Monthly Archives: March 2011

Fla. launches prescription drug task force

Florida Gov. Rick Scott is finally stepping up to the plate on at least one front, announcing a new statewide task force to combat abuse of prescription drugs, mainly OxyContin, to be funded by $800,000 in unused federal law enforcement grant money, according to this article in the Tampa Tribune. Scott recently drew criticism for roadblocking funding for Florida’s long-delayed prescription monitoring program.

Read the press release from the governor’s office here.

To read more about Florida’s trouble implementing the monitoring program, go here. For background on the state’s battle with prescription drug abuse in the form of a timeline, go here.

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W. Va. pill addiction hotline in peril

The West Virginia Prescription Drug Abuse Quitline, a hotline that helps West Virginians find treatment for prescription drug abuse, may be forced to shut down due to funding issues, according to this article in the Charleston Gazette. The free and confidential hot line, which was launched in September 2008 with the help of $1 million from a lawsuit against OxyContin manufacturer Purdue Pharma, will require an additional $156,000 a year to remain active in a state where nearly 400 people die annually at the hands of prescription drugs, the article says.

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Purdue files suit to edge out generic Oxy competitor

Purdue Pharma sued Watson Pharmaceuticals this week, claiming the generic drug maker’s application to manufacture oxycodone hydrochloride extended-release tablets infringes on its patent for OxyContin. According to this article from Bloomberg Businessweek, though the U.S. Food and Drug Administration won’t approve Watson’s application until the case is cleared up, the agency did sign off on the company’s generic form of oxycodone and aspirin. Of course, this is not the first generic opioid painkiller Purdue has tried to edge out of the market to protect its $3.1 billion-per-year pill – and as longs as profits sore for the privately-held company, it certainly won’t be the last.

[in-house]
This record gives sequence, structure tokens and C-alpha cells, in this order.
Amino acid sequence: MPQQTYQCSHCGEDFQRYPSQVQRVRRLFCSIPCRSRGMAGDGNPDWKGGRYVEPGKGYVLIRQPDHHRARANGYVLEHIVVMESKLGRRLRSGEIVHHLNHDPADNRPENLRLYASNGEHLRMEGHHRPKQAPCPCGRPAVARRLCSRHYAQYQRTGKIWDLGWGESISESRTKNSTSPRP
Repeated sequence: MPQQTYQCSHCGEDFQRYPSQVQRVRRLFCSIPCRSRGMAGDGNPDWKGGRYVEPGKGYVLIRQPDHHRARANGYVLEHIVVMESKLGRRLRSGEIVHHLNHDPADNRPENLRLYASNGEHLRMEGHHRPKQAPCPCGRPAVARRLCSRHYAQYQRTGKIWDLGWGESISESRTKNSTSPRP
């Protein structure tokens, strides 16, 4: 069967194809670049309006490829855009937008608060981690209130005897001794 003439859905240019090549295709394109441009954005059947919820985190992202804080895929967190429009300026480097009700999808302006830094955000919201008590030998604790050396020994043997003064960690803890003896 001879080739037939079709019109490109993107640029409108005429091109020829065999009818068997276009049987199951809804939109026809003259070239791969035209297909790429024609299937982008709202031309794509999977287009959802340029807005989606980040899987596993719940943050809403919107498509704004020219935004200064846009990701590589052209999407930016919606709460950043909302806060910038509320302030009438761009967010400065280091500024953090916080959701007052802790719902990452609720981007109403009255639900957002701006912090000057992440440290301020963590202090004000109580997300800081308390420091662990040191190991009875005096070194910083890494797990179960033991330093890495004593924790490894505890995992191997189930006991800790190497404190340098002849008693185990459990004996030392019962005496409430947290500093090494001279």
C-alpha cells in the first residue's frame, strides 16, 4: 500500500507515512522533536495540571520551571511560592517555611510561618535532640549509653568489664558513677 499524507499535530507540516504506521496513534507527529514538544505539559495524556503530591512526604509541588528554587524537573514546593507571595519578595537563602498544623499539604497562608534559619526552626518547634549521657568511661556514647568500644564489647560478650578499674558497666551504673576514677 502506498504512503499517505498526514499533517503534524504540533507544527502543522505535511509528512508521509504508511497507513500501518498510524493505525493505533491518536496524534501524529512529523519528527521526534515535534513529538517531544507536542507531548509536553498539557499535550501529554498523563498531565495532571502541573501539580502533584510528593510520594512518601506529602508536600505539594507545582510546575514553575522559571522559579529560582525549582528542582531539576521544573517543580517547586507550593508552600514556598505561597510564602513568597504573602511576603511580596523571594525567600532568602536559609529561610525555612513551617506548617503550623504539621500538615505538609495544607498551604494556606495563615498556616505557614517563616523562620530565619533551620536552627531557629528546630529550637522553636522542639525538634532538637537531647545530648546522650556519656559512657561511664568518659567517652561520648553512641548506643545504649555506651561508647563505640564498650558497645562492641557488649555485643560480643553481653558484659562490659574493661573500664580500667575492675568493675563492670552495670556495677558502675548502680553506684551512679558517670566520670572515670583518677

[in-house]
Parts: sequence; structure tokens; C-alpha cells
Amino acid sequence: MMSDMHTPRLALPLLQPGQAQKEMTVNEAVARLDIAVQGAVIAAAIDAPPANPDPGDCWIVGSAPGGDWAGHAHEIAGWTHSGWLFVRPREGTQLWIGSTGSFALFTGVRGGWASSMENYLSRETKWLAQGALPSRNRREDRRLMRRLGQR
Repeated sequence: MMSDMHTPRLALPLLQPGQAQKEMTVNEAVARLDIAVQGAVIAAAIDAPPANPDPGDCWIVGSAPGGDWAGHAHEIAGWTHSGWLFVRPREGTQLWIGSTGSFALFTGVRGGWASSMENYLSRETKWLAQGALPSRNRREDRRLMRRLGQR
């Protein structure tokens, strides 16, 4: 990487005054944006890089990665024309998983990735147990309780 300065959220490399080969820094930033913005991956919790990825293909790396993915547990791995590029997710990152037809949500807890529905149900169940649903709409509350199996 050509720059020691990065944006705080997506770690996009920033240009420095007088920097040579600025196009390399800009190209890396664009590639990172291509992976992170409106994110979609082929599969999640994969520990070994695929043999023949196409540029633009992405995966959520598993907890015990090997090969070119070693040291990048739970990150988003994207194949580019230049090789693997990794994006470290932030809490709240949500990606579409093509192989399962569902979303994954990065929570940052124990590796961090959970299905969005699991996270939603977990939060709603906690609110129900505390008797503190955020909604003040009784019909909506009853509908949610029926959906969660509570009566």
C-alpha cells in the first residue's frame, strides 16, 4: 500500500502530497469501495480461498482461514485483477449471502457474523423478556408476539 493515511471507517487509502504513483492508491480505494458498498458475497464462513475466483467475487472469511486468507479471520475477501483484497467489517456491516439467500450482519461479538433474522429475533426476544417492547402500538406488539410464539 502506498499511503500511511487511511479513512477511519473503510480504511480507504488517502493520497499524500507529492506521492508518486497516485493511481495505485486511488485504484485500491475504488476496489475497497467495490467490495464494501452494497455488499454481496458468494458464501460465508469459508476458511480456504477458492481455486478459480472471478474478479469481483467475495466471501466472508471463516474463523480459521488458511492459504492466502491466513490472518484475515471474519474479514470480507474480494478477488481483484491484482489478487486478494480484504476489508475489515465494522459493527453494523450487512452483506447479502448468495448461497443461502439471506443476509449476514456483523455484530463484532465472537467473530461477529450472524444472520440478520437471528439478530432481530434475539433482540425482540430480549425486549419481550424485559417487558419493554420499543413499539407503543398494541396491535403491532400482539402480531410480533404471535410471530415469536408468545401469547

Read about other OxyContin spin-offs here.

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U.S. taking more Oxy, by force and prescription

Americans just can’t get enough OxyContin. Despite the skyrocketing number of prescriptions being written for the opioid painkiller, pharmacy robberies targeting the drug also increased in 2010. According to this article from the Washington Times, states from Oregon to Maine more than doubled their number of robberies last year, while the number of prescriptions increased by an even larger factor.

Read about New York’s growing number of prescriptions for drugs like OxyContin here.

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Watchdog Editorial: Severe penalties, strict rules for doctors needed to curb prescription abuse epidemic

With prescription painkiller abuse rampant among teens and adults alike, everyone’s trying to escape the blame-game. From pharmaceutical companies to government agencies, it seems the responsible parties are more willing to throw money at the problem than address the underlying causes. It’s time to take a closer look at one of the most elemental factors in this disturbing trend: addicted patients and the doctors who get them that way.

Accountability on the rise?

Last week, three U.S. doctors were accused of over-prescribing highly addictive painkillers such as OxyContin that have been linked to patient overdoses and even deaths. While it’s not unprecedented for doctors to be held accountable for such occurrences, it is unusual. And the fact that three similar, unrelated incidents took place last week makes us wonder: are doctors’ over-zealous prescribing practices finally getting the attention they deserve?

It’s significant that in each case, neither the doctors nor those receiving the prescriptions were found to be illegally distributing the drugs. In other words, the doctors were careless with their prescription pads, and the patients were uneducated in the dangers of the drugs they were taking.